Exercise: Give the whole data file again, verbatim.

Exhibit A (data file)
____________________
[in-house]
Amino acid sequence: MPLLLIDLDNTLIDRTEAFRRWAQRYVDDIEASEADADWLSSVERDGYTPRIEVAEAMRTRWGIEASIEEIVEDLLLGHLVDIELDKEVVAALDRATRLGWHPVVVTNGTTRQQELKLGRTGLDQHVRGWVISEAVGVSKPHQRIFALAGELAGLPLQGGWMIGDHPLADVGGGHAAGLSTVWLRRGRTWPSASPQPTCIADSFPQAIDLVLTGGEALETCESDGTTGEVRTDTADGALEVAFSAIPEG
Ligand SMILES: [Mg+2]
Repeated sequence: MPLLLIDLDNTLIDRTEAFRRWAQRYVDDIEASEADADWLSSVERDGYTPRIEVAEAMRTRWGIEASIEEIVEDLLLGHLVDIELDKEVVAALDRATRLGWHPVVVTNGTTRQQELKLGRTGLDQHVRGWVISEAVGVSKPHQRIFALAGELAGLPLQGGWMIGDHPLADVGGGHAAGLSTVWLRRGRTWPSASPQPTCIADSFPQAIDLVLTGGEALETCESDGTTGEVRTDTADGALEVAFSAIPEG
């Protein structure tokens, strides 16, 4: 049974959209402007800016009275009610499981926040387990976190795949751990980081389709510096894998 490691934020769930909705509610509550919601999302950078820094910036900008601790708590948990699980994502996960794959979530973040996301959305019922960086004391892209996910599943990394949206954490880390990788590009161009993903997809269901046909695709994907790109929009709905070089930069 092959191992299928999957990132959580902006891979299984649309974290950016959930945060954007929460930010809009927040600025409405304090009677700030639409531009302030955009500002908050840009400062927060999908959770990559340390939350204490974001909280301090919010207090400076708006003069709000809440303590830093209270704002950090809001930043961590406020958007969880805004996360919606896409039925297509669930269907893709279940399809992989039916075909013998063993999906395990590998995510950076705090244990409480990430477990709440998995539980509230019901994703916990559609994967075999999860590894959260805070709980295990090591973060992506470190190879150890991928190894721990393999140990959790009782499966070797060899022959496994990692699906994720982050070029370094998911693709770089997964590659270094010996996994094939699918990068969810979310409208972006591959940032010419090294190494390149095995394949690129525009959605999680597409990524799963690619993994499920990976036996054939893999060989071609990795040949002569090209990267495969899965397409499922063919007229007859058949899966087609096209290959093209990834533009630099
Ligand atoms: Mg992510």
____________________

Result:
[in-house]
Amino acid sequence: MPLLLIDLDNTLIDRTEAFRRWAQRYVDDIEASEADADWLSSVERDGYTPRIEVAEAMRTRWGIEASIEEIVEDLLLGHLVDIELDKEVVAALDRATRLGWHPVVVTNGTTRQQELKLGRTGLDQHVRGWVISEAVGVSKPHQRIFALAGELAGLPLQGGWMIGDHPLADVGGGHAAGLSTVWLRRGRTWPSASPQPTCIADSFPQAIDLVLTGGEALETCESDGTTGEVRTDTADGALEVAFSAIPEG
Ligand SMILES: [Mg+2]
Repeated sequence: MPLLLIDLDNTLIDRTEAFRRWAQRYVDDIEASEADADWLSSVERDGYTPRIEVAEAMRTRWGIEASIEEIVEDLLLGHLVDIELDKEVVAALDRATRLGWHPVVVTNGTTRQQELKLGRTGLDQHVRGWVISEAVGVSKPHQRIFALAGELAGLPLQGGWMIGDHPLADVGGGHAAGLSTVWLRRGRTWPSASPQPTCIADSFPQAIDLVLTGGEALETCESDGTTGEVRTDTADGALEVAFSAIPEG
């Protein structure tokens, strides 16, 4: 049974959209402007800016009275009610499981926040387990976190795949751990980081389709510096894998 490691934020769930909705509610509550919601999302950078820094910036900008601790708590948990699980994502996960794959979530973040996301959305019922960086004391892209996910599943990394949206954490880390990788590009161009993903997809269901046909695709994907790109929009709905070089930069 092959191992299928999957990132959580902006891979299984649309974290950016959930945060954007929460930010809009927040600025409405304090009677700030639409531009302030955009500002908050840009400062927060999908959770990559340390939350204490974001909280301090919010207090400076708006003069709000809440303590830093209270704002950090809001930043961590406020958007969880805004996360919606896409039925297509669930269907893709279940399809992989039916075909013998063993999906395990590998995510950076705090244990409480990430477990709440998995539980509230019901994703916990559609994967075999999860590894959260805070709980295990090591973060992506470190190879150890991928190894721990393999140990959790009782499966070797060899022959496994990692699906994720982050070029370094998911693709770089997964590659270094010996996994094939699918990068969810979310409208972006591959940032010419090294190494390149095995394949690129525009959605999680597409990524799963690619993994499920990976036996054939893999060989071609990795040949002569090209990267495969899965397409499922063919007229007859058949899966087609096209290959093209990834533009630099
Ligand atoms: Mg992510």